Physics is a very diverse field with a vast array of different branches to focus on. One of the most interesting areas of physics is optics - the study of light.
It's common to think of light as some super-fast form of matter that just bounces around at 300,000 km/s and never slows down. However, light can actually slow down when it moves through different substances. Imagine dropping a baseball from the air into a deep pool of water. It would slow down, right? Well, what happens for light isn't too different.
We call the air or the water in the previous example 'mediums' (or media). Light moves through each of these mediums differently. For example, light moves close to the speed of light in vacuum, 299 792 458 m/s, in air, but it moves considerably slower in water, closer to 225 000 000 m/s. Take a look at Indices of Refraction for more details on how we can quantify this change in speed and Dispersion for some information on the role that the wavelength of light plays.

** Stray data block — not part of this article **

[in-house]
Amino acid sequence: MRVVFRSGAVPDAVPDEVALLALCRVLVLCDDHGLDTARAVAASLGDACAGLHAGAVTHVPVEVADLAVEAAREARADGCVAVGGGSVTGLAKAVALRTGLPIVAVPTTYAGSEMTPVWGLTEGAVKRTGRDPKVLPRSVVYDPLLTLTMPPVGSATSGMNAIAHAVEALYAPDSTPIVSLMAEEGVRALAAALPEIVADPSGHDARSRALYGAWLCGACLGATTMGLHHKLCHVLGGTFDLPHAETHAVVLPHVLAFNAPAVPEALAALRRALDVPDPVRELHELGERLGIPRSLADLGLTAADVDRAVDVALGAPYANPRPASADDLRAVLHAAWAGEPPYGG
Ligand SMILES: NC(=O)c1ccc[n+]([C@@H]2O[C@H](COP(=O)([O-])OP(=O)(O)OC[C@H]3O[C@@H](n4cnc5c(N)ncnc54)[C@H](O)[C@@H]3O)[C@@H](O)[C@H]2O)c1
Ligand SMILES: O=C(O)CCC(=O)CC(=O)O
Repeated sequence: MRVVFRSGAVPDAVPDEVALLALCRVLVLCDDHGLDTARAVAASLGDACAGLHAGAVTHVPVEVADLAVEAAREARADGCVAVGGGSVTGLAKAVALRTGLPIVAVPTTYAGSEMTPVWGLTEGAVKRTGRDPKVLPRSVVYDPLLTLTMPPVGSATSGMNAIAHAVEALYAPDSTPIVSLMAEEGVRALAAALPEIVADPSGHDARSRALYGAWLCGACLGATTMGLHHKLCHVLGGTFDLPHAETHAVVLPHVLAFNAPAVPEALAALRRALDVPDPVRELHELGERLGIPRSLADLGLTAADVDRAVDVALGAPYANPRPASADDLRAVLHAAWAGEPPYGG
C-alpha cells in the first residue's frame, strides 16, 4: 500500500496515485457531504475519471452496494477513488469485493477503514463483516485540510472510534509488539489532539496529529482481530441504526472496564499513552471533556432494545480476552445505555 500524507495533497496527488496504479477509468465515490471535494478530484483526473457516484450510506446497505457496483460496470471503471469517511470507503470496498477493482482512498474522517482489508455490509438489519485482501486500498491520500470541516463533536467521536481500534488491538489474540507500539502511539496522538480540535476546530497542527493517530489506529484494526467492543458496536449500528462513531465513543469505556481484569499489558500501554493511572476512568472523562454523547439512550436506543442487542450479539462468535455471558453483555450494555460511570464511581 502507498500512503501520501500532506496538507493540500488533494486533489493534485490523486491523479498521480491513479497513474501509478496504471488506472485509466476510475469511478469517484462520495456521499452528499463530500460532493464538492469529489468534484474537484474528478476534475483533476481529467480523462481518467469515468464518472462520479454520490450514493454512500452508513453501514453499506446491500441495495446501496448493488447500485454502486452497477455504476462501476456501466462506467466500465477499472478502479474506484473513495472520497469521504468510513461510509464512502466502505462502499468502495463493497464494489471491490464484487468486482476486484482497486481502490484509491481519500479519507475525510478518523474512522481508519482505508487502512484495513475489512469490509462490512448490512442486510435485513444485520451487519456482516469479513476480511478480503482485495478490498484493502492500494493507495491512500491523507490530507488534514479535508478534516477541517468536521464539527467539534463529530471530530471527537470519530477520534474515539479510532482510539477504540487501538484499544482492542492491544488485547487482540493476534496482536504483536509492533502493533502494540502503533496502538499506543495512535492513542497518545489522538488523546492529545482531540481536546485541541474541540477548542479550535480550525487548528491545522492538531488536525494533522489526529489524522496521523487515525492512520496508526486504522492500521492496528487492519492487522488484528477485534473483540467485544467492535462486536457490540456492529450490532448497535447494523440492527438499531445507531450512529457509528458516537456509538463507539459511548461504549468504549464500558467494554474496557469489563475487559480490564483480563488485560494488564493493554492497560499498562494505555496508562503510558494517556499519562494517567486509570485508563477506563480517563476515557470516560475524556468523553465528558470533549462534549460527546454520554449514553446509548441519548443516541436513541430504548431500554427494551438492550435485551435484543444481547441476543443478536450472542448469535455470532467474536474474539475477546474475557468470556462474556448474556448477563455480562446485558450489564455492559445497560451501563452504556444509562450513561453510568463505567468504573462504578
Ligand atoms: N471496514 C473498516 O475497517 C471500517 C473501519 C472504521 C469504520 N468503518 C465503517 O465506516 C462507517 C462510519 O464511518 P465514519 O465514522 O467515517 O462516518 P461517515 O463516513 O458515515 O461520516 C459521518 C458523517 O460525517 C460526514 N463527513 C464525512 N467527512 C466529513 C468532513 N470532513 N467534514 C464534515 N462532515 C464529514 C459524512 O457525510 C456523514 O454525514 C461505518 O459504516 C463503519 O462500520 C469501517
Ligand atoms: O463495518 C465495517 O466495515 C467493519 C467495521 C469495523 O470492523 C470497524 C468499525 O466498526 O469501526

So light slows down when it enters a medium with a higher refractive index. It also speeds up when it moves from a higher refractive index to a lower one. But did you know that it also bends? Unlike in the example of the baseball falling into the pool, light that changes speeds moving between mediums will also change direction.
Snell's Law is our way of determining how much light bends between mediums. Try playing around with the values of the indices of refraction and the incident angle and see what effect that has on the refracted ray. Is there a combination of parameters for which the refracted ray disappears? The answer can be found in Critical Angle and Total Internal Reflection.
Want to learn about how principles from optics can be applied in the real world? See Fiber Optics - Main Page for information on one of optics' most impactful applications.